YORKSHIRE has been hailed a ‘leading tourist destination’ on an international scale after a new visitor survey of the region’s most popular attractions was published.
The figures by VisitEngland showed Yorkshire attracted a four per cent rise in visitors overall at the region’s various tourist attractions in 2013, compared to the previous year.
Gary Verity, chief executive of Welcome to Yorkshire, said: “Overall, our attractions have performed well nationally yet again in 2013, which is great news for Yorkshire tourism. The same year also saw a record 35 per cent rise in international spend across Yorkshire, with visits up 11.7 per cent too – all of which shows Yorkshire is now a leading destination not just nationally, but internationally.”
The survey also outlined the most popular – and least popular – visitor attractions.
Taking the top spot for Yorkshire in 2013 was Flamingo Land in North Yorkshire. The theme park and zoo had the highest number of visitors, with over 1.5 million flocking to the site.
The National Railway Museum in York came was second on the list, attracting an impressive 931,000 people through its doors in 2013 – a 30 per cent rise from the previous year.
Meanwhile the Millennium Gallery in Sheffield had 800,844 visitors and the Rother Valley Country Park in Rotherham attracted 680,000 people. Leeds Art Gallery was the most visited in the Leeds area with 453,000 visitors. The popular venue has been consistently in its visitors numbers, attracting similar crowds since 2009.
A stand-out figure in this year’s report was Lotherton Hall, where visitor numbers have more than quadrupled since 2009. Kirkstall Abbey has also enjoyed an increase in visitors by 93 per cent in the past five years.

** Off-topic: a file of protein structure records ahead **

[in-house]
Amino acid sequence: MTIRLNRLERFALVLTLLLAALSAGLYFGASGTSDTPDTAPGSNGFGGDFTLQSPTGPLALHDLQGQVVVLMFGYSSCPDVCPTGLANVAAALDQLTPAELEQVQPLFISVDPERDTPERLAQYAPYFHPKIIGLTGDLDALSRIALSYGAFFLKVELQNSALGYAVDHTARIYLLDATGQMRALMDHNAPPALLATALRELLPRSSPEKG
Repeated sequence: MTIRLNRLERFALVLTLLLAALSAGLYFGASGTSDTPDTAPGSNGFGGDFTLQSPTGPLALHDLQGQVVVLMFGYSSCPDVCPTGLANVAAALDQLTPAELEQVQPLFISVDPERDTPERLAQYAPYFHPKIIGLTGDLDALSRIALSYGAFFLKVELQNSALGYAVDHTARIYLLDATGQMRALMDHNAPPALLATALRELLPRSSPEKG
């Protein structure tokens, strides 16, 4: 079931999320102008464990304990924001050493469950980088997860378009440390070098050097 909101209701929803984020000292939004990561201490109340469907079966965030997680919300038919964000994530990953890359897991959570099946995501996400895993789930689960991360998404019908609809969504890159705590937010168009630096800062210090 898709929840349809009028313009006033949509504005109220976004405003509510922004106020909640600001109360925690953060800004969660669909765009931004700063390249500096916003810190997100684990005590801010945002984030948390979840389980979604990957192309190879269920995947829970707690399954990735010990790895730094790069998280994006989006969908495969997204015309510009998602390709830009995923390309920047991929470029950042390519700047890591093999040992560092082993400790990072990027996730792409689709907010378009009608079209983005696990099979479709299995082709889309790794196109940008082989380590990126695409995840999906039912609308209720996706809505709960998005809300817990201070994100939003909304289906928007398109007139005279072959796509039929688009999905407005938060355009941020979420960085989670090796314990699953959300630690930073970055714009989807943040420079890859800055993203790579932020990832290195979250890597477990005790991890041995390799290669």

John Roles, head of Leeds Museums and Galleries, said: “It really is fantastic to that so many people are taking the opportunity to see us.”
The VisitEngland figures were not all good news though, with Yorkshire being home to one of the least visited attractions.
Wakefield’s Gissing Centre, dedicated to Victorian writer George Gissing, was the fifth least visited tourist attraction in the whole of England, with just 118 visitors last year.
However, the centre is run entirely by volunteers and is only open two hours a week, or by prior appointment. Patricia Colling, secretary of the Gissing Trust said: “It’s small – one room in a house. It’s not a day trip, it’s a place to pop in, have a quick look and discover Yorkshire’s best kept literary secret.”
Royal Armouries numbers have also fallen by 20 per cent since 2009, with officials blaming Government funding cuts.
A spokesman said: “We face the challenge of building those numbers up again.”
Harewood House numbers have also fallen by 23 per cent in the last five years.
Christopher Ussher, chief executive at Harewood House Trust, said: “The Tour de France has provided a platform for great things to come.
“We’re looking ahead to reversing the trend.”